Sexual assault justice for victims unrealistic after Epstein’s death

Abrupt+end+to+Epstein+case+perpetuates+rape+culture+in+America.+Photo+via+flickr.+
Back to Article
Back to Article

Sexual assault justice for victims unrealistic after Epstein’s death

Abrupt end to Epstein case perpetuates rape culture in America. Photo via flickr.

Abrupt end to Epstein case perpetuates rape culture in America. Photo via flickr.

Abrupt end to Epstein case perpetuates rape culture in America. Photo via flickr.

Abrupt end to Epstein case perpetuates rape culture in America. Photo via flickr.

Hang on for a minute...we're trying to find some more stories you might like.


Email This Story






Over 60 women have accused Jeffrey Epstein of sexual assault.

Over 60 women.

Epstein committed suicide Aug. 10 in prison, only days after being removed from suicide watch. Now, 60 women have lost an opportunity to face him in federal court and witness his almost certain indictment for sex trafficking and conspiracy to sex trafficking, as he was pleading guilty and facing the detailed accounts of 23 women.

With Epstein’s account of the crimes gone, the number of powerful individuals in his social circle will no longer be rightfully or thoroughly investigated.

Epstein’s youngest documented victims were 14 at the time of their assaults, the majority occurring in the early 2000s. Epstein used his status, the lure of a glitzy lifestyle and his wealth to lure young girls into trusting him, according to an interview with Annie and Marie Farmer, the first victims to report Epstein, on the New York Times’s “The Daily.”

He created excuses to spend time with teen girls by falsely claiming to be developing a summer abroad program for high schoolers and making empty offers to pay college tuition for certain victims. Epstein also had several women take teen girls from the streets of New York, bribing them with false promises of a modeling interview with Victoria’s Secret.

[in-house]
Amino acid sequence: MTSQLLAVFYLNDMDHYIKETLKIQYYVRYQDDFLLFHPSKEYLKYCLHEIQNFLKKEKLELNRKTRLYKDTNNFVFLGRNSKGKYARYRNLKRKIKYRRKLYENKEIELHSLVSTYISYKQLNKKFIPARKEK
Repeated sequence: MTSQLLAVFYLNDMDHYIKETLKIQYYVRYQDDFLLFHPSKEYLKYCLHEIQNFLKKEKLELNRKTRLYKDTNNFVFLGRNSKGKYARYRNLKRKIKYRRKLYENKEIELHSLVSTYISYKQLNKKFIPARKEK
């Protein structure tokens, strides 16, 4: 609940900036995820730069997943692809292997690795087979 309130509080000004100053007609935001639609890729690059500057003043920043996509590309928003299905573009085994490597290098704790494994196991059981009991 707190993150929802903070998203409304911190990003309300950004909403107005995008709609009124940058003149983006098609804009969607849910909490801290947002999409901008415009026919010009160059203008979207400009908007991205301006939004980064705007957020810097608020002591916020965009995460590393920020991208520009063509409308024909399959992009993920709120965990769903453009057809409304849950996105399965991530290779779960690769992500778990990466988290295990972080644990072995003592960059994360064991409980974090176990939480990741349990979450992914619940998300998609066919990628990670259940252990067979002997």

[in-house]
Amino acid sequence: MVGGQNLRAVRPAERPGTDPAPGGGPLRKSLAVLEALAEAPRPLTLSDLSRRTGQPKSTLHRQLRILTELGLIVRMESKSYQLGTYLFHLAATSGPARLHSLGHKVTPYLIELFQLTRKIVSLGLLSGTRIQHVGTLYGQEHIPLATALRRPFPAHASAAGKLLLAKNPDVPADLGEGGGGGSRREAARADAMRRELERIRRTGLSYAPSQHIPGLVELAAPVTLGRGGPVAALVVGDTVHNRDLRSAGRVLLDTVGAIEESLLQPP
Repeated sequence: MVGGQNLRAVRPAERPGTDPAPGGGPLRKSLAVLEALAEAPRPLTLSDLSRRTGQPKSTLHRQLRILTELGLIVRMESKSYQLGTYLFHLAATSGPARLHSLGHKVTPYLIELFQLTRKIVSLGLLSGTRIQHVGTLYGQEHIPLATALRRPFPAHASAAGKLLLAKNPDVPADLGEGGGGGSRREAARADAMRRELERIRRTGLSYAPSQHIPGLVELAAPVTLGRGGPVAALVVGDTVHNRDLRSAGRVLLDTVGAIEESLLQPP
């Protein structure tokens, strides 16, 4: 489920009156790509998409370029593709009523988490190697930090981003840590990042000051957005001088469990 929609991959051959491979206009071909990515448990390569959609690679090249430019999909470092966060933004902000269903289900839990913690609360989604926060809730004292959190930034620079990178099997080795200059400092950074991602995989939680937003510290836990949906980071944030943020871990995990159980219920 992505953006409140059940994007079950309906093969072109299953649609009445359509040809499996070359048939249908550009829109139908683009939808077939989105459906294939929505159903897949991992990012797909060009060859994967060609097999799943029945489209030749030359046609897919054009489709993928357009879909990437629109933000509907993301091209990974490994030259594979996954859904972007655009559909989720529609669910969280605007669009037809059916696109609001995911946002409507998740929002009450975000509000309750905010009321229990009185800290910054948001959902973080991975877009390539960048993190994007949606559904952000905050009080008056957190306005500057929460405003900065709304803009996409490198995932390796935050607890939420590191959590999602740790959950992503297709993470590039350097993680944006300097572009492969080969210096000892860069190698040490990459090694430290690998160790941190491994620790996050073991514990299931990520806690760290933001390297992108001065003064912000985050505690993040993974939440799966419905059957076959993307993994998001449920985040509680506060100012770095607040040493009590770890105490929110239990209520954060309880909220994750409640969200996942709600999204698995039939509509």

Epstein’s recruitment created a large sex-trafficking network that is suspected to have been shared with individuals in his social circle. The public has now turned to some of those individuals, questioning how aware or involved they were in Epstein’s sex-trafficking operation. Though many news services have called this “excessive,” the investigations are necessary.

Investigation of those associated with Epstein will not only ensure closure and safety for his victims, but it will also set a necessary precedent for protocol when it comes to indicting sex offenders and sex traffickers, no matter their status.

Among those scrutinized, Prince Andrew has been accused of raping one of Epstein’s victims, with whom he has been photographed. President Donald Trump, a former friend of Epstein, was also witnessed by victims in Epstein’s office. Trump said Epstein was “a lot of fun to be with … he likes beautiful women as much as I do, and many of them are on the younger side.”

Former president Bill Clinton was also suspected to be connected with Epstein’s circle, often times taking international trips with him.

Based on several accounts by Epstein’s accusers, his sex trafficking operation nearly coexisted with his work life, as many assaults took place in his own office during office hours. Knowing this, the question arises: if these close colleagues spent time with Epstein, sometimes in his office, how many of them were aware of his crimes?

Due to the evidence that suggests individuals in Epstein’s social circle knew about his sex trafficking, his use of business opportunities to lure victims into trusting him and the calamity of these crimes, Epstein’s past and current associates should be investigated.

Epstein was able to cowardly escape justice through death, and in doing so he has made the investigation and indictment of others involved in these heinous crimes uncertain. The Epstein case needs to continue to be taken seriously despite his death; investigation of his friends and colleagues, namely President Donald Trump and Prince Andrew, is necessary.

The truth is that Epstein’s crimes are in no way unique. Sexual assault is an unpardonable crime. One’s wealth should not influence how its handled in court. However, Epstein’s case has shown society, yet again, that sexual assault is easily concealable for those who have money, power and a higher status.

This case cannot go ignored for that reason. Powerful individuals in Epstein’s social circle must be thoroughly investigated in order to get as close as possible to finding justice for his victims and to set a precedent for current and future investigations of sex trafficking. It is the only way to ensure closure and respect for those 60 women while simultaneously taking the opportunity to tighten the grip on sexual assault and sex trafficking no matter one’s status, wealth or power.

 

Print Friendly, PDF & Email